Ammonium hydroxide is a colorless liquid chemical solution that forms when ammonia dissolves in water. This article discusses poisoning due to ammonium hydroxide.
This is for information only and not for use in the treatment or management of an actual poison exposure. If you have an exposure, you should call your local emergency number (such as 911) or a local poison control center at 1-800-222-1222.
Aqueous - ammonia
Ammonium hydroxide is found in many industrial products and cleaners such as flooring strippers, brick cleaners, and cements.
Ammonium hydroxide can also release ammonia gas into the air.
Ammonia alone (not ammonium hydroxide) can be found in many household items such as detergents, stain removers, bleaches, and dyes. The symptoms and treatment for ammonia exposure are similar to those for ammonium hydroxide.
Note: This list may not be all inclusive.
Airways and lungs:
Breathing difficulty (from inhalation)
Throat swelling (which may also cause breathing difficulty)
Eyes, ears, nose, and throat:
Severe pain in the throat
Severe pain or burning in the nose, eyes, ears, lips, or tongue
Esophagus, stomach, and intestines:
Blood in the stool
Burns of the esophagus (food pipe) and stomach
Severe abdominal pain
Vomiting, possibly with blood
Heart and blood:
Low blood pressure (develops rapidly)
Severe change in pH (too much or too little acid in the blood, which leads to damage in all of the body organs)
Holes in skin tissue (necrosis)
Do NOT make the person throw up.
If ammonium hydroxide is on the skin or in the eyes, flush with lots of water for at least 15 minutes.
If the person swallowed ammonium hydroxide, immediately give milk or water. Fruit juices may also be given. DO NOT give water, juice, or milk if the person is having symptoms (such as vomiting, convulsions, or a decreased level of alertness) that make it hard to swallow.
If the person breathed in fumes, immediately move the patient to fresh air.
Before Calling Emergency
Determine the following information:
The person's age, weight, and condition
The name of the product (ingredients and strengths, if known)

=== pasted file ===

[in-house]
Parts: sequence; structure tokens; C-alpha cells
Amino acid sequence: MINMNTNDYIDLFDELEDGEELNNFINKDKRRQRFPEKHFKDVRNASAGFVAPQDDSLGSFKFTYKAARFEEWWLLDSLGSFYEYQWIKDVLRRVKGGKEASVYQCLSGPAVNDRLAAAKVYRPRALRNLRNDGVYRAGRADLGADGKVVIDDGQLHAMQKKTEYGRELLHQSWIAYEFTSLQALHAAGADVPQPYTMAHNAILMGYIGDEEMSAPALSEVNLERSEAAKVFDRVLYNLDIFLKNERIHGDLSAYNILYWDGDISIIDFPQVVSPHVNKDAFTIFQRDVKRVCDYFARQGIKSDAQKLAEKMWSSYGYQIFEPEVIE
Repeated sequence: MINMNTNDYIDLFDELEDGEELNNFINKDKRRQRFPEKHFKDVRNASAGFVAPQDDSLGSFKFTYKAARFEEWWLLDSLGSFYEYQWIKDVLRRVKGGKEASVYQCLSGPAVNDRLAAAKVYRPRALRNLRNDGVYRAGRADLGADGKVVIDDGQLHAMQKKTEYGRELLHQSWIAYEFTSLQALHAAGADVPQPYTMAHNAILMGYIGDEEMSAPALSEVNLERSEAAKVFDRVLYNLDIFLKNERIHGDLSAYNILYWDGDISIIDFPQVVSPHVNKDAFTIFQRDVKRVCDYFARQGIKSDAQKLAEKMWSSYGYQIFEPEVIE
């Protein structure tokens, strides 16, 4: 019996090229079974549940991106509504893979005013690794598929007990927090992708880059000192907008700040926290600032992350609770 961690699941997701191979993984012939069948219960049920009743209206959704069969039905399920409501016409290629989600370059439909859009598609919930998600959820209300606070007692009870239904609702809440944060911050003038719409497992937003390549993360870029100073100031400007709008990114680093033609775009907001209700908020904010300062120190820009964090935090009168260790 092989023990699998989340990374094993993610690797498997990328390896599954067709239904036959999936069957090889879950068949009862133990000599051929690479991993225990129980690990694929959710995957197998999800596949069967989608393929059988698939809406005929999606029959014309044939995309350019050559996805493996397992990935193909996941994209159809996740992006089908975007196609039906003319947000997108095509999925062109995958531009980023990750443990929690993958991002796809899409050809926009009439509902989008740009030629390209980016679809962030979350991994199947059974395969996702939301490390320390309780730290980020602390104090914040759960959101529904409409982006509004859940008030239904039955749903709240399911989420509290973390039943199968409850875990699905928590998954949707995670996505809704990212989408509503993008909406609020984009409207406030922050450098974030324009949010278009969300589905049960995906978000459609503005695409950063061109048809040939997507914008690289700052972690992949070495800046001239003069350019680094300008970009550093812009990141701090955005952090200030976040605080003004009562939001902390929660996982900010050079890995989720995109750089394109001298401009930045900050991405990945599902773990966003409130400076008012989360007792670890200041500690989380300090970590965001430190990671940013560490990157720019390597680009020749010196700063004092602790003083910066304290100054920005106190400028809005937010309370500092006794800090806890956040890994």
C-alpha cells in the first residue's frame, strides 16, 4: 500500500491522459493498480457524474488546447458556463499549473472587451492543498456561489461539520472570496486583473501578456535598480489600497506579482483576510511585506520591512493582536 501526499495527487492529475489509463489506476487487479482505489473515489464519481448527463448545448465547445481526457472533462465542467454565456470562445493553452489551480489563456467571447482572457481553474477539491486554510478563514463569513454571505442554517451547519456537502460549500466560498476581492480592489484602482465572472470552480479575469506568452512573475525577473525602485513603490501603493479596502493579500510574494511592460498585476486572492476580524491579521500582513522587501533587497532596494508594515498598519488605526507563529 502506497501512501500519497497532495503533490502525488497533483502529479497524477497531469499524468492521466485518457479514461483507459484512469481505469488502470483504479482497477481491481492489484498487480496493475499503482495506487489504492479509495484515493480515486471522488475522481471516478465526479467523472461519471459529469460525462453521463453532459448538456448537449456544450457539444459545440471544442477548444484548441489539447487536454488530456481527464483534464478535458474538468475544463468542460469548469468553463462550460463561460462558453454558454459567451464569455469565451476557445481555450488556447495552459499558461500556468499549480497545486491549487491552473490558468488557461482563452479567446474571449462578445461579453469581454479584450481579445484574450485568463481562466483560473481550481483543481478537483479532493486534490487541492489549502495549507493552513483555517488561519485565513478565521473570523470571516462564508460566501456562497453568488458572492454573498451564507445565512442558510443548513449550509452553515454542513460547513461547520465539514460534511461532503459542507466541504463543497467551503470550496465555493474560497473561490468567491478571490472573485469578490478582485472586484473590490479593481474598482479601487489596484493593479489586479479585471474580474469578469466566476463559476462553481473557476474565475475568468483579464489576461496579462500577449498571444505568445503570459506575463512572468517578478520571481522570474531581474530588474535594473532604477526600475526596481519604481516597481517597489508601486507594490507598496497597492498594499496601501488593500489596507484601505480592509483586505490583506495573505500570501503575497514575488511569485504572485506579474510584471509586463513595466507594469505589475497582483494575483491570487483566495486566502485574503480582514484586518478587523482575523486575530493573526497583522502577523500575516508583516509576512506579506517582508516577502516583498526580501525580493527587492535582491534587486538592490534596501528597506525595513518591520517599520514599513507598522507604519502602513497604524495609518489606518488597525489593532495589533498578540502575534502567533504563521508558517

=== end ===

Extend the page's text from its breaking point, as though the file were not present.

The time it was swallowed
The amount swallowed
In the United States, call 1-800-222-1222 to speak with a local poison control center. This hotline number will let you talk to experts in poisoning. They will give you further instructions.
This is a free and confidential service. You should call if you have any questions about poisoning or poison prevention. It does NOT need to be an emergency. You can call for any reason, 24 hours a day, 7 days a week.
Take the container with you to the hospital, if possible.
The health care provider will measure and monitor the person's vital signs, including temperature, pulse, breathing rate, and blood pressure.
The person may receive:
Breathing support, including tube through the mouth into the lungs, and breathing machine (ventilator)
Bronchoscopy -- camera down the throat to see burns in the airways and lungs
EKG (heart tracing)
Endoscopy -- camera down the throat to see burns in the esophagus and the stomach
Fluids through the vein (by IV)
Medicines to treat symptoms
Skin debridement (surgical removal of burned skin)
Washing of the skin (irrigation) -- perhaps every few hours for several days
Some persons may be admitted to the hospital.
Survival past 48 hours usually indicates recovery will occur. If a chemical burn occurred in the eye, permanent blindness will probably result.
How well a person does depends on the strength of the chemical and how fast the poison was diluted and neutralized. Extensive damage to the mouth, throat, eyes, lungs, esophagus, nose, and stomach are possible.
The ultimate outcome depends on the extent of this damage. Damage continues to occur to the esophagus and stomach for several weeks after the poison was swallowed, and death may occur as long as a month or later.
Belson M. Ammonia and Nitrogen Oxides. In: Shannon MW, Borron SW, Burns MJ, eds. Haddad and Winchester's Clinical Management of Poisoning and Drug Overdose. 4th ed. Philadelphia, PA: Saunders Elsevier; 2007:chap 97.
Harchelroad FP Jr, Rottinghaus DM. Chemical burns. In: Tintinalli JE, Kelen GD, Stapczynski JS, Ma OJ, Cline DM, eds. Emergency Medicine: A Comprehensive Study Guide. 6th ed. New York, NY: McGraw-Hill; 2004:chap 200.
Wax PM, Yarema M. Corrosives. In: Shannon MW, Borron SW, Burns MJ, eds. Haddad and Winchester's Clinical Management of Poisoning and Drug Overdose. 4th ed. Philadelphia, PA: Saunders Elsevier; 2007:chap 98.
Wax PM, Young A. Caustics. In: Marx JA, Hockberger RS, Walls RM, et al., eds. Rosen's Emergency Medicine: Concepts and Clinical Practice. 8th ed. Philadelphia, PA: Elsevier Mosby; 2013:chap 153.
Jacob L. Heller, MD, MHA, Emergency Medicine, Virginia Mason Medical Center, Seattle, WA. Also reviewed by David Zieve, MD, MHA, Isla Ogilvie, PhD, and the A.D.A.M. Editorial team.